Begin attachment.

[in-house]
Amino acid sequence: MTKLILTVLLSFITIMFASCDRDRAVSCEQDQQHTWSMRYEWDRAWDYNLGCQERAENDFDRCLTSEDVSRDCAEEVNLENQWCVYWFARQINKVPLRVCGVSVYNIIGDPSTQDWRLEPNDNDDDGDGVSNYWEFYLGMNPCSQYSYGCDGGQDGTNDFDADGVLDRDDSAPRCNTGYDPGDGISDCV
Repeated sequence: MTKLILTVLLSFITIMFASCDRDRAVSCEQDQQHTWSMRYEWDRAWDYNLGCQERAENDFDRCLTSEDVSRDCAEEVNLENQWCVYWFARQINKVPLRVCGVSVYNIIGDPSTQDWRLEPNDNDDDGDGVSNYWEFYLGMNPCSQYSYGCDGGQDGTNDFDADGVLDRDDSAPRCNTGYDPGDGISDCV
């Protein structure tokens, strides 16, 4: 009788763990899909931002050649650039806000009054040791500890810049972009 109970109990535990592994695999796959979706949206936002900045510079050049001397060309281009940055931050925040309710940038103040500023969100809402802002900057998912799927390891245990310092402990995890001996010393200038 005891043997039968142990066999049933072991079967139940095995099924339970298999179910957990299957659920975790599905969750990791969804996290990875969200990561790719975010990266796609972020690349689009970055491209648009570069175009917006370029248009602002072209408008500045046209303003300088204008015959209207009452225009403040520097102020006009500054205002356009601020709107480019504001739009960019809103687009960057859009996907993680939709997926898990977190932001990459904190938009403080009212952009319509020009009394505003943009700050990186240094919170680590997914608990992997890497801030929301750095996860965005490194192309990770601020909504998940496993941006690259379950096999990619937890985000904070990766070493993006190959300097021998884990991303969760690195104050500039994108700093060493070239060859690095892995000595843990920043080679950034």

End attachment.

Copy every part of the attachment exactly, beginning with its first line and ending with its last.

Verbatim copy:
[in-house]
Amino acid sequence: MTKLILTVLLSFITIMFASCDRDRAVSCEQDQQHTWSMRYEWDRAWDYNLGCQERAENDFDRCLTSEDVSRDCAEEVNLENQWCVYWFARQINKVPLRVCGVSVYNIIGDPSTQDWRLEPNDNDDDGDGVSNYWEFYLGMNPCSQYSYGCDGGQDGTNDFDADGVLDRDDSAPRCNTGYDPGDGISDCV
Repeated sequence: MTKLILTVLLSFITIMFASCDRDRAVSCEQDQQHTWSMRYEWDRAWDYNLGCQERAENDFDRCLTSEDVSRDCAEEVNLENQWCVYWFARQINKVPLRVCGVSVYNIIGDPSTQDWRLEPNDNDDDGDGVSNYWEFYLGMNPCSQYSYGCDGGQDGTNDFDADGVLDRDDSAPRCNTGYDPGDGISDCV
């Protein structure tokens, strides 16, 4: 009788763990899909931002050649650039806000009054040791500890810049972009 109970109990535990592994695999796959979706949206936002900045510079050049001397060309281009940055931050925040309710940038103040500023969100809402802002900057998912799927390891245990310092402990995890001996010393200038 005891043997039968142990066999049933072991079967139940095995099924339970298999179910957990299957659920975790599905969750990791969804996290990875969200990561790719975010990266796609972020690349689009970055491209648009570069175009917006370029248009602002072209408008500045046209303003300088204008015959209207009452225009403040520097102020006009500054205002356009601020709107480019504001739009960019809103687009960057859009996907993680939709997926898990977190932001990459904190938009403080009212952009319509020009009394505003943009700050990186240094919170680590997914608990992997890497801030929301750095996860965005490194192309990770601020909504998940496993941006690259379950096999990619937890985000904070990766070493993006190959300097021998884990991303969760690195104050500039994108700093060493070239060859690095892995000595843990920043080679950034």